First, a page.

Lincoln's Emancipation Proclamation was a gamble. If it were to succeed, it could cripple the economy of the South, decimating its war effort, drive the border states to accept compensated emancipation, ending slavery as an institution in the United States, and accelerate the end of the war, ensuring the endurance of the United States of America. If it were to fail, it could spur the border states to secede, galvanizing the South, render Abraham Lincoln a political pariah with two years remaining in his term, deflating the North, and encourage European states to broker a two-state solution in North America, sending the concept of the American republic to the history books as a failed experiment. Lincoln appreciated these high stakes as he methodically built the case for emancipation during the first two years of his presidency, drawing on his decades of experience in Illinois courthouses to develop what would be the most consequential legal argument he would ever have to make. That Lincoln had long thought slavery was a moral wrong was insufficient justification to decree its demise; he had to build a case that could withstand scrutiny from an adversarial federal court system and avoid a legal challenge until after the war, when he could pursue the permanent recourse available only through a constitutional amendment. This paper explores the legal and political arguments Lincoln and his critics proffered and weighs the constitutionality of the Emancipation Proclamation.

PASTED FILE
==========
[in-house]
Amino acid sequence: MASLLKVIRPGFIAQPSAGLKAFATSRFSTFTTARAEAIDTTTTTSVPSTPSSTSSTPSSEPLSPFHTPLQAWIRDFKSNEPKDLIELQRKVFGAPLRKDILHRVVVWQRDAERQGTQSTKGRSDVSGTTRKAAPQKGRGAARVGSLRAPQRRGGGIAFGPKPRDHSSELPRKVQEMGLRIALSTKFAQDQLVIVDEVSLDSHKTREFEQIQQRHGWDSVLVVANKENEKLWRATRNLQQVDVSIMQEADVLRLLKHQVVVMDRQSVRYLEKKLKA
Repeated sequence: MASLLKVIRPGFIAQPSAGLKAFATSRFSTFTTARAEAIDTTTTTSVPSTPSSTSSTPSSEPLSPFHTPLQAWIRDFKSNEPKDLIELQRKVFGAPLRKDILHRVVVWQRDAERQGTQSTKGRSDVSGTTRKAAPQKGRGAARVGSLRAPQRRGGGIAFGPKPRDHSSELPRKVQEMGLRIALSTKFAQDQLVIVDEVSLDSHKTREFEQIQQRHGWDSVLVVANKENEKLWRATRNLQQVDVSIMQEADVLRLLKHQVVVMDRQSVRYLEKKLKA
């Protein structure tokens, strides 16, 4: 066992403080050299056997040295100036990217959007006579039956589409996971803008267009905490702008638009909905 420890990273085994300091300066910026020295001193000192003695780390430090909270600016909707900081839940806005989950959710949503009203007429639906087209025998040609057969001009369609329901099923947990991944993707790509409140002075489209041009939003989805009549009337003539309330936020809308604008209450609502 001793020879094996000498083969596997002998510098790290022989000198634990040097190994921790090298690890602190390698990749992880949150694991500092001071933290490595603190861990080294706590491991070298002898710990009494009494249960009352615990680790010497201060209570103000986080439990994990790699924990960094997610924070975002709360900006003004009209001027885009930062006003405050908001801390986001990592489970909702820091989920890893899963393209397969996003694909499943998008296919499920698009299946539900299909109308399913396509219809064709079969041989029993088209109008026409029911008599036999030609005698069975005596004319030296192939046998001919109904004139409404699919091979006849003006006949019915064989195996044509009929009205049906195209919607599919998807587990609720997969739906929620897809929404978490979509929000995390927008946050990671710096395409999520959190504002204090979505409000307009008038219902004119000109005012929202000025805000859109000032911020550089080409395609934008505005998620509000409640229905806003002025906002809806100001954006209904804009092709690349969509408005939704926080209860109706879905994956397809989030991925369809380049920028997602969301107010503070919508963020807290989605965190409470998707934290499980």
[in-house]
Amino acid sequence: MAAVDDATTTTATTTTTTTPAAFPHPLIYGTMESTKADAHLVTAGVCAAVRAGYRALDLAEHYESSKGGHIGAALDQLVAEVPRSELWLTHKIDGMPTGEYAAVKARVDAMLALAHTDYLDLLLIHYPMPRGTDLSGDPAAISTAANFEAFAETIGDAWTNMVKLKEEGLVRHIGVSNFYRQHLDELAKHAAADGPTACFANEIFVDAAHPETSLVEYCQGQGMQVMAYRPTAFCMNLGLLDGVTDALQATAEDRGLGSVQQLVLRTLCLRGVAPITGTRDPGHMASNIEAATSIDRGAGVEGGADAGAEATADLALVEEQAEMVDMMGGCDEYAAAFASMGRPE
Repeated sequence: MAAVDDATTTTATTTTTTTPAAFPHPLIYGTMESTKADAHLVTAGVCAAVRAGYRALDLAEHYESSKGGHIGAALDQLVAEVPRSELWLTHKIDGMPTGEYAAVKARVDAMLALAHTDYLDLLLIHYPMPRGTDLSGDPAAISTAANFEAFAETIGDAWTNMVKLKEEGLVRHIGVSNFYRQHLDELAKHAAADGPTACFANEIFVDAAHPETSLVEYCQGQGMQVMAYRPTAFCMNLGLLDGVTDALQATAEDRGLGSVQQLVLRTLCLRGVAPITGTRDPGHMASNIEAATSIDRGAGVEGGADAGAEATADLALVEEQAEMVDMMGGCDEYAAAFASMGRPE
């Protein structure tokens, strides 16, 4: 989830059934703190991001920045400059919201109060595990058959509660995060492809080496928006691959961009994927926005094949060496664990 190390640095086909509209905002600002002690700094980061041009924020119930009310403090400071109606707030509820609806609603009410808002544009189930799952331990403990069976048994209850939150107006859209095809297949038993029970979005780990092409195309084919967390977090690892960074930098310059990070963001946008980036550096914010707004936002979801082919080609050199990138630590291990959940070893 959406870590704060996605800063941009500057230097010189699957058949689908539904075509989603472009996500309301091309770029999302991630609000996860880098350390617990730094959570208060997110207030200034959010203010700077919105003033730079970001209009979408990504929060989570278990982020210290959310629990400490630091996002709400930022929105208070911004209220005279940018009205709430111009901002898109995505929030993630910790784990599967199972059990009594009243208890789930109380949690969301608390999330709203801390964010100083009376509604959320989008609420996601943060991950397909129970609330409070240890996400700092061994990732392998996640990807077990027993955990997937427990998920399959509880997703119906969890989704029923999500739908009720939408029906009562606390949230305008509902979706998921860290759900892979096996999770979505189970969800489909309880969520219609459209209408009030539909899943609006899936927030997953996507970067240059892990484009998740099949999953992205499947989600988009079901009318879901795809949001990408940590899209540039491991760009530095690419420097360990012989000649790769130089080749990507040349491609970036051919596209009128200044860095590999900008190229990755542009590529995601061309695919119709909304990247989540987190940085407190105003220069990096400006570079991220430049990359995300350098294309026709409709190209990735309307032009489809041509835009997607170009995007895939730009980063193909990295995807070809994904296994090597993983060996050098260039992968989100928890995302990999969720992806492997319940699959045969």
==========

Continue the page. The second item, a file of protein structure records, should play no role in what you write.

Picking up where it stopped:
"Destroying the Right Arm of Rebellion: Lincoln’s Emancipation Proclamation,"
The Gettysburg Historical Journal: Vol. 18
, Article 6.
Available at: https://cupola.gettysburg.edu/ghj/vol18/iss1/6